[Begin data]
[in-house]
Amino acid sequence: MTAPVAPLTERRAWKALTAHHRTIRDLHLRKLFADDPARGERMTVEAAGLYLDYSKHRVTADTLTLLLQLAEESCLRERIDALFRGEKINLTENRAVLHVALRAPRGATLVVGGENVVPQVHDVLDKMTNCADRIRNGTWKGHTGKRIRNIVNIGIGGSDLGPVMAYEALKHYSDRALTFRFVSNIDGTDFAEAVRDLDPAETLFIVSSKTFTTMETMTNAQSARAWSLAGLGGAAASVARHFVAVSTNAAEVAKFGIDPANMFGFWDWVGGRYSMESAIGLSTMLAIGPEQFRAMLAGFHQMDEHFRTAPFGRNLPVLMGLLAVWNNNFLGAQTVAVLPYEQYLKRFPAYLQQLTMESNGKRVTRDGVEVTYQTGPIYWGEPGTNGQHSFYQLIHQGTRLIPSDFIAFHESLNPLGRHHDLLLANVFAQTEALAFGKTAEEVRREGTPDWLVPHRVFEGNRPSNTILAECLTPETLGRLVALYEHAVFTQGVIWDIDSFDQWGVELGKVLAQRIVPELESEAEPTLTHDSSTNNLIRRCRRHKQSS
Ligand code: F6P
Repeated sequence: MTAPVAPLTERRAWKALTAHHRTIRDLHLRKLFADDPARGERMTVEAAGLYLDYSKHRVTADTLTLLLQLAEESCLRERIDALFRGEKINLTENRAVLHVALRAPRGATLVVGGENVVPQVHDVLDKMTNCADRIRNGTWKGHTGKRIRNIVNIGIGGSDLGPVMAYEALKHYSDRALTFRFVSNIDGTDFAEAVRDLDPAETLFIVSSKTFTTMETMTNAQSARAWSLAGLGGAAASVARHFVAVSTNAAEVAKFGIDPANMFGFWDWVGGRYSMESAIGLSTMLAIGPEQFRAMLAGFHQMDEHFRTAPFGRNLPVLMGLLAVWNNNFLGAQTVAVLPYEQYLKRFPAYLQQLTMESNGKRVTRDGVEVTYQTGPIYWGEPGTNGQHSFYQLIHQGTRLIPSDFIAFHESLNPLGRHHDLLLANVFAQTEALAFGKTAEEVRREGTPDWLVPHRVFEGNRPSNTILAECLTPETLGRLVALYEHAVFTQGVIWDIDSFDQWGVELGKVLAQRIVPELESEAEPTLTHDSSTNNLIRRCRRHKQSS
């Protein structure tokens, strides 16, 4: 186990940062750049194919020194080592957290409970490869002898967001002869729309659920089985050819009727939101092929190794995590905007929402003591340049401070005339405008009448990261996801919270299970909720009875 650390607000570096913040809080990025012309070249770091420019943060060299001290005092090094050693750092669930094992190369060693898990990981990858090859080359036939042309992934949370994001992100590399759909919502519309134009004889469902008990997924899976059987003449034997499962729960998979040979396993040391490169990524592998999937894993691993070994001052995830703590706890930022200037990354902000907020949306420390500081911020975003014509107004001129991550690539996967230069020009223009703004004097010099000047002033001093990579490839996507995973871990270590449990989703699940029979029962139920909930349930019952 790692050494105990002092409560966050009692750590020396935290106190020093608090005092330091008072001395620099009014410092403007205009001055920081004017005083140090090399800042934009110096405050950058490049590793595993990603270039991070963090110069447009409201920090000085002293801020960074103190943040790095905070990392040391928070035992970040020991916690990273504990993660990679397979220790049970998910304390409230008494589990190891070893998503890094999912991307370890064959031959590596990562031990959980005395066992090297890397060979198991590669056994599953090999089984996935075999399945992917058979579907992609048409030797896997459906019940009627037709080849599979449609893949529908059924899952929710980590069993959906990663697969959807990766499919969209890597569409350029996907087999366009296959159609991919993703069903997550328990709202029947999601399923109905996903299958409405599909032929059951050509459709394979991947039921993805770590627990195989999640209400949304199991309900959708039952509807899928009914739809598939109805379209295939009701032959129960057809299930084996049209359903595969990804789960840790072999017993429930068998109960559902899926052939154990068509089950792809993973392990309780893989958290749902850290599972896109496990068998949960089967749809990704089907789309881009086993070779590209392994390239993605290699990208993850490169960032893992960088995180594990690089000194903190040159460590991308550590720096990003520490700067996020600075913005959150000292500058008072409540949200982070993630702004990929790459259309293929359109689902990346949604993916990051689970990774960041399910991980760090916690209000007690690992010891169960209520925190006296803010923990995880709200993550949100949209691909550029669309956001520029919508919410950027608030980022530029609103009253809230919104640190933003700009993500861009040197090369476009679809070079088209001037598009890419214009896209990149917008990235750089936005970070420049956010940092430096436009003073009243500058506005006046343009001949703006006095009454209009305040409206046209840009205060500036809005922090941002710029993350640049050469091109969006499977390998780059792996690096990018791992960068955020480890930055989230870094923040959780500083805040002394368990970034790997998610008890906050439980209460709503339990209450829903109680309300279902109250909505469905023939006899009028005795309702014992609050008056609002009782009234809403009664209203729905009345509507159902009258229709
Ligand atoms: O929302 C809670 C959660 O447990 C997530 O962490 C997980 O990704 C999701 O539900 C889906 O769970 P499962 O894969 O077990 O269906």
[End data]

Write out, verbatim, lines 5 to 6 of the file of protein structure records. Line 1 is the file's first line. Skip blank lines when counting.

């Protein structure tokens, strides 16, 4: 186990940062750049194919020194080592957290409970490869002898967001002869729309659920089985050819009727939101092929190794995590905007929402003591340049401070005339405008009448990261996801919270299970909720009875 650390607000570096913040809080990025012309070249770091420019943060060299001290005092090094050693750092669930094992190369060693898990990981990858090859080359036939042309992934949370994001992100590399759909919502519309134009004889469902008990997924899976059987003449034997499962729960998979040979396993040391490169990524592998999937894993691993070994001052995830703590706890930022200037990354902000907020949306420390500081911020975003014509107004001129991550690539996967230069020009223009703004004097010099000047002033001093990579490839996507995973871990270590449990989703699940029979029962139920909930349930019952 790692050494105990002092409560966050009692750590020396935290106190020093608090005092330091008072001395620099009014410092403007205009001055920081004017005083140090090399800042934009110096405050950058490049590793595993990603270039991070963090110069447009409201920090000085002293801020960074103190943040790095905070990392040391928070035992970040020991916690990273504990993660990679397979220790049970998910304390409230008494589990190891070893998503890094999912991307370890064959031959590596990562031990959980005395066992090297890397060979198991590669056994599953090999089984996935075999399945992917058979579907992609048409030797896997459906019940009627037709080849599979449609893949529908059924899952929710980590069993959906990663697969959807990766499919969209890597569409350029996907087999366009296959159609991919993703069903997550328990709202029947999601399923109905996903299958409405599909032929059951050509459709394979991947039921993805770590627990195989999640209400949304199991309900959708039952509807899928009914739809598939109805379209295939009701032959129960057809299930084996049209359903595969990804789960840790072999017993429930068998109960559902899926052939154990068509089950792809993973392990309780893989958290749902850290599972896109496990068998949960089967749809990704089907789309881009086993070779590209392994390239993605290699990208993850490169960032893992960088995180594990690089000194903190040159460590991308550590720096990003520490700067996020600075913005959150000292500058008072409540949200982070993630702004990929790459259309293929359109689902990346949604993916990051689970990774960041399910991980760090916690209000007690690992010891169960209520925190006296803010923990995880709200993550949100949209691909550029669309956001520029919508919410950027608030980022530029609103009253809230919104640190933003700009993500861009040197090369476009679809070079088209001037598009890419214009896209990149917008990235750089936005970070420049956010940092430096436009003073009243500058506005006046343009001949703006006095009454209009305040409206046209840009205060500036809005922090941002710029993350640049050469091109969006499977390998780059792996690096990018791992960068955020480890930055989230870094923040959780500083805040002394368990970034790997998610008890906050439980209460709503339990209450829903109680309300279902109250909505469905023939006899009028005795309702014992609050008056609002009782009234809403009664209203729905009345509507159902009258229709
Ligand atoms: O929302 C809670 C959660 O447990 C997530 O962490 C997980 O990704 C999701 O539900 C889906 O769970 P499962 O894969 O077990 O269906």